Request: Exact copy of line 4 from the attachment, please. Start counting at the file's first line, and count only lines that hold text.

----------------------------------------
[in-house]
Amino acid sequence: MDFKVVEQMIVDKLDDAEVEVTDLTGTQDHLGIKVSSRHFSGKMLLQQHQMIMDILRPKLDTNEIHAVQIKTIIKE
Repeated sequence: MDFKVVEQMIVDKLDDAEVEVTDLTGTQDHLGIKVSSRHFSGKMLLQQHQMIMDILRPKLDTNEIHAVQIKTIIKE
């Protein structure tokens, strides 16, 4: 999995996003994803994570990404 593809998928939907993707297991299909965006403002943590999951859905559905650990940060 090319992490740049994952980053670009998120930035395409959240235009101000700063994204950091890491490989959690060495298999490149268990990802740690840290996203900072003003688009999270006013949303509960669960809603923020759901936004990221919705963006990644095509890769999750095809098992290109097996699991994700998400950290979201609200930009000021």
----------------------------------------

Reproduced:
């Protein structure tokens, strides 16, 4: 999995996003994803994570990404 593809998928939907993707297991299909965006403002943590999951859905559905650990940060 090319992490740049994952980053670009998120930035395409959240235009101000700063994204950091890491490989959690060495298999490149268990990802740690840290996203900072003003688009999270006013949303509960669960809603923020759901936004990221919705963006990644095509890769999750095809098992290109097996699991994700998400950290979201609200930009000021």